Are you hot to design the interior of Toronto’s new streetcars, or LRVs? There was a contest inviting you to do just that.

Interior with grey, red, and white seat colours

The gamut of options ran from A to C (you are asked to choose from white, red, or grey), and you cannot rearrange any objects inside the LRVs whatsoever, but those aren’t the biggest problems.

Here is the biggest problem: If you submitted your work, TTC can do whatever it wants with it.

Entrants will receive no monetary payment for their submission. […]

All entries (including the images) become the property of the TTC and its assigns and will not be acknowledged or returned. By submitting an entry, entrant grants to TTC an irrevocable, nonexclusive, royalty-free, worldwide licen[c]e in perpetuity to reproduce, broadcast, communicate, distribute, adapt, modify, create derivative works from, and otherwise use all or any part of the entry and its accompanying images in any media throughout the world, and waive all moral rights in and to the entry and its accompanying images without further compensation to the entrant.

The winner consent [sic] to the use of his/her entry, any images submitted and name by TTC for publicity, advertising or informational purposes in any medium or format without further compensation or notice.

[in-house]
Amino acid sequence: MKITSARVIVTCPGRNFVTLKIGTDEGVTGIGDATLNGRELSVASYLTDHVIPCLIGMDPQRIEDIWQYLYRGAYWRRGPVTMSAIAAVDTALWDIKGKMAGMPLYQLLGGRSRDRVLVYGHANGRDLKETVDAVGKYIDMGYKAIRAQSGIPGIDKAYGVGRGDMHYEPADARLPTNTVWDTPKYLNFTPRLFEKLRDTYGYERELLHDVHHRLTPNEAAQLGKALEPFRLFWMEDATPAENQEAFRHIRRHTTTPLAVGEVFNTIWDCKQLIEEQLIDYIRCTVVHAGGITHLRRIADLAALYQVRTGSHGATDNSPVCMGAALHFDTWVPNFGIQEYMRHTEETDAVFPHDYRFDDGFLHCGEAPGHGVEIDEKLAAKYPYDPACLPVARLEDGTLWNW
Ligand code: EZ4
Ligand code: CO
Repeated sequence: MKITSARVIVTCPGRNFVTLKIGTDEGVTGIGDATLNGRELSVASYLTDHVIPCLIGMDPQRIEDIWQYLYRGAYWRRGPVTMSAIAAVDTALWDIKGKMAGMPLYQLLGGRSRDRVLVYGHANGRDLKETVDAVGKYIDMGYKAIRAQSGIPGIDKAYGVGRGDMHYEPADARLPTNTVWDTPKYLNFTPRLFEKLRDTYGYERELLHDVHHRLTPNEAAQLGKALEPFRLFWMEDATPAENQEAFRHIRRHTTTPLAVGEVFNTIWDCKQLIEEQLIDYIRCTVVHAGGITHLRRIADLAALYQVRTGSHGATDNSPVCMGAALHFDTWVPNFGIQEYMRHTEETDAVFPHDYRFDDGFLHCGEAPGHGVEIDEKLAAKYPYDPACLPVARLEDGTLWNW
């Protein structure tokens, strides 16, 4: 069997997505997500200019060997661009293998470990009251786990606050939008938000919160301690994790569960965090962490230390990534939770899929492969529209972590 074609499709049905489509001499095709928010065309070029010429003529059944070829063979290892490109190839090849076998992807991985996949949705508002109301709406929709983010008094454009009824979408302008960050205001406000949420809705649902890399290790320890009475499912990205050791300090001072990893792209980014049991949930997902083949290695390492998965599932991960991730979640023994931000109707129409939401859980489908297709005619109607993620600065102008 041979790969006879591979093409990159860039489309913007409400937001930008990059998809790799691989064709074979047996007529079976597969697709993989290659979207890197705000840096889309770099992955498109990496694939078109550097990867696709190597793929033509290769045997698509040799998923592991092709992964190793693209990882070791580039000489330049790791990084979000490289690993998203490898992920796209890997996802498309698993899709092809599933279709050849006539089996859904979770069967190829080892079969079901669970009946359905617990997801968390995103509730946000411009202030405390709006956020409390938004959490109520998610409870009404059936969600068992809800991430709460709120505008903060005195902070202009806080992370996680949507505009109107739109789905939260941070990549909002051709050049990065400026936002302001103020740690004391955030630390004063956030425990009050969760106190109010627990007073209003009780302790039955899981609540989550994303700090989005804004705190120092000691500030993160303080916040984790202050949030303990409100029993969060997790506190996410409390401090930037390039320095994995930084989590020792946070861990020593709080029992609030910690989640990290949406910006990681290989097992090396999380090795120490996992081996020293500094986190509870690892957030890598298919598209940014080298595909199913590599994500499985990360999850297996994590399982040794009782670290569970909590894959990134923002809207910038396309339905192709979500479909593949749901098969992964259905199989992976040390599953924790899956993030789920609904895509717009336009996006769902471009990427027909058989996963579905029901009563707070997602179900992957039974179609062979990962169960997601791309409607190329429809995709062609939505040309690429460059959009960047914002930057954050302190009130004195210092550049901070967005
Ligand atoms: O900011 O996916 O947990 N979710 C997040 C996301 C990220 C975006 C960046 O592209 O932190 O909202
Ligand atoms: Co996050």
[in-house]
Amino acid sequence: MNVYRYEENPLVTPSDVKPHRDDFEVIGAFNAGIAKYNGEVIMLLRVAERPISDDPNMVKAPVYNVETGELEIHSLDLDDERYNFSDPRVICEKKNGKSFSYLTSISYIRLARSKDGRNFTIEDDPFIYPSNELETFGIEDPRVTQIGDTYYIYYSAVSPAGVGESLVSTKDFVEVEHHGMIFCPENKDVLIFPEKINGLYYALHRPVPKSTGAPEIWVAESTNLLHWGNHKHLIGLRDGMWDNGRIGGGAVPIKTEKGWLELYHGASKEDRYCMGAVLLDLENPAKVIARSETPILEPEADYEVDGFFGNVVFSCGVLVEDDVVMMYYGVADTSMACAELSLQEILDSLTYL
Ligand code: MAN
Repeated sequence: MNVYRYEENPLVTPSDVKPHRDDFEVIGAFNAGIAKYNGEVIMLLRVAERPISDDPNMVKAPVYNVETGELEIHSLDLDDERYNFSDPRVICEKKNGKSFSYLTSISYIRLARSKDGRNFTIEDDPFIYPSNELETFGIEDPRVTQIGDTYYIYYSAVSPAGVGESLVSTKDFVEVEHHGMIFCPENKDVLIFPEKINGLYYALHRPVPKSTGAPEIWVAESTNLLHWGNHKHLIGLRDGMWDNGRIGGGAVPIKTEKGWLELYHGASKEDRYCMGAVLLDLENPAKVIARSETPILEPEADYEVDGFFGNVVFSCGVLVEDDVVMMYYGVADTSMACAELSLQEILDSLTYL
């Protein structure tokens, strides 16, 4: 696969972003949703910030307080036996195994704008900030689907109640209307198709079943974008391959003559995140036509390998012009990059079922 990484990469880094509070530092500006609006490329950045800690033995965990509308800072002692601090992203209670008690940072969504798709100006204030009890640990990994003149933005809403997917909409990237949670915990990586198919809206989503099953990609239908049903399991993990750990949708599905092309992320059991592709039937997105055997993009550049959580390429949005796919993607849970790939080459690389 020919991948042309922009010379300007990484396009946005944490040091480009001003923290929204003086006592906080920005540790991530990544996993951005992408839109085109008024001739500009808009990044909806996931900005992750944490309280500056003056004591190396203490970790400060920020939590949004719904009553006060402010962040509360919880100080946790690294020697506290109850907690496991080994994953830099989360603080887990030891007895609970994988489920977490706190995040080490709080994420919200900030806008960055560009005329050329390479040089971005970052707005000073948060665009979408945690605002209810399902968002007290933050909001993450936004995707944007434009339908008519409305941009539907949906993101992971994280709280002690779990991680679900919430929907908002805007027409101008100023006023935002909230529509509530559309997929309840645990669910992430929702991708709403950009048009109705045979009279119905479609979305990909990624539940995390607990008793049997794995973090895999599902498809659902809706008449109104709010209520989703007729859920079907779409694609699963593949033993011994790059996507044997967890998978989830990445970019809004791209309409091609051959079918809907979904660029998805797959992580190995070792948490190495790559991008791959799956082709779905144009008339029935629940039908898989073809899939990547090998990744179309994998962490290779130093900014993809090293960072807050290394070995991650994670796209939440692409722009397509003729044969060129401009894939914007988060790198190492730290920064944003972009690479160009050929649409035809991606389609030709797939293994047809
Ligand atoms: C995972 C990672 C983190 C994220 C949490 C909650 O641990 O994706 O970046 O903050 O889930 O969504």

To translate the foregoing:

  • You work for nothing.
  • TTC (2010 budget $1.4 billion) owns your work, but – oxymoronically – acquires only a “nonexclusive” licence. (You can make a copy of what used to be your own work.)
  • TTC can “adapt” or “create derivative works from” your own work, which includes simply handing it to or selling it to anyone they want, like its exclusive streetcar vendor, Bombardier (2010 gross revenues $19.366 billion).

In fact, if you “win” the competition, one of those things is exactly what will happen. The work you did – for nothing – will be handed over to Bombardier, one of TTC’s “assigns,” for manufacturing. This $20 billion consortium will use your free labour to add value to its products and services.

Is that all? No, because the entire exercise amounts to work on spec. TTC remains ignorant of the graphic-design field, despite having been educated on its norms at least once before when it also induced applicants to work with no guarantee of acceptance, let alone payment. On that other occasion, the requirement for spec work was rescinded. This time it just sailed right through.

Spec work is unethical and is unequivocally banned by the Registry of Graphic Designers of Ontario (PDF). RGD doesn’t have enforcement teeth worth talking about here, but Ontario is the only place that actually has a legally recognized registry of graphic designers, so you’d think a public agency would actually pay attention to the ethical standards set out by a body authorized by the provincial legislature.

This would be a naïve hope. When it comes to any aspect of design whatsoever, TTC remains dumb as a mule.

The foregoing posting appeared on Joe Clark’s personal Weblog on 2010.06.11 12:00. This presentation was designed for printing and omits components that make sense only onscreen. (If you are seeing this on a screen, then the page stylesheet was not loaded or not loaded properly.) The permanent link is:

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None. I quit.

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